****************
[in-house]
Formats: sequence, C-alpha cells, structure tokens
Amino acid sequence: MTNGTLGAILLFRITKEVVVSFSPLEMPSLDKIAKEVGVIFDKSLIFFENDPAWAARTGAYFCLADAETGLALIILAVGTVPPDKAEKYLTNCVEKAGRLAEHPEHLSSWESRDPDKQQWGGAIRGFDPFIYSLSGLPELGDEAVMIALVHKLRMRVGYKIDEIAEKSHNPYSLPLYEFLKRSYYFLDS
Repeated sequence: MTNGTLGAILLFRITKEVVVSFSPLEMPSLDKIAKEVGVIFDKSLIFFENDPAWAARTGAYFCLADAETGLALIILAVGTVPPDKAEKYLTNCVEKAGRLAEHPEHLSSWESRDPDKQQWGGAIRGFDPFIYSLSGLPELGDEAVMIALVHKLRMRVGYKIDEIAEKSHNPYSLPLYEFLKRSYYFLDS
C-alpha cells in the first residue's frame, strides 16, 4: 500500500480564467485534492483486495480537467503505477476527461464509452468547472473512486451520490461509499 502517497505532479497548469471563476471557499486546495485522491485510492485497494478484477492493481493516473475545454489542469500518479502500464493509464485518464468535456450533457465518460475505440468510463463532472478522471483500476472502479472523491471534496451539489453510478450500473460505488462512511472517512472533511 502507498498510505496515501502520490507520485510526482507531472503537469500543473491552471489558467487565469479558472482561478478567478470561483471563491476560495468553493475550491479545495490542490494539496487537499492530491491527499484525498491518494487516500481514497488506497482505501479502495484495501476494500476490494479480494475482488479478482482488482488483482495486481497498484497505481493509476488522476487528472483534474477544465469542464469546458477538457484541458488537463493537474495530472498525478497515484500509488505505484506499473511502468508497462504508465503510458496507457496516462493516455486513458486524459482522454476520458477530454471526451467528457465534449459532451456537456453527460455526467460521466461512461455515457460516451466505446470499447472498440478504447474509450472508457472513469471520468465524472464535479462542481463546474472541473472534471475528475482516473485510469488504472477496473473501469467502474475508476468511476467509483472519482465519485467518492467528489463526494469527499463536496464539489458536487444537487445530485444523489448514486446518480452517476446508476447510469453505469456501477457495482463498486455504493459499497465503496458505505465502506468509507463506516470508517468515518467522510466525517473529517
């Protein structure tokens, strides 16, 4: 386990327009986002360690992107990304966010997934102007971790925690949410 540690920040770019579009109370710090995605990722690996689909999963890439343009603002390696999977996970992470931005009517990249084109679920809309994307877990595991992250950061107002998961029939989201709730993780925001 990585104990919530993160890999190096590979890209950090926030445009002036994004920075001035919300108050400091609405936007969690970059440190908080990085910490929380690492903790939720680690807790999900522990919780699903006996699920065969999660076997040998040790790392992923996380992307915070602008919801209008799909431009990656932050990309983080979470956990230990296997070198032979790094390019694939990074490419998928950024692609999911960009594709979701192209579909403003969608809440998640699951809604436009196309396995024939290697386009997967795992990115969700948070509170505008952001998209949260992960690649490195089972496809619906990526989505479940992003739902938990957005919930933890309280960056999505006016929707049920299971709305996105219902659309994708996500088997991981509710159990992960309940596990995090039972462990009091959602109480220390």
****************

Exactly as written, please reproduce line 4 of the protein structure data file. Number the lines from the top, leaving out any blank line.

Repeated sequence: MTNGTLGAILLFRITKEVVVSFSPLEMPSLDKIAKEVGVIFDKSLIFFENDPAWAARTGAYFCLADAETGLALIILAVGTVPPDKAEKYLTNCVEKAGRLAEHPEHLSSWESRDPDKQQWGGAIRGFDPFIYSLSGLPELGDEAVMIALVHKLRMRVGYKIDEIAEKSHNPYSLPLYEFLKRSYYFLDS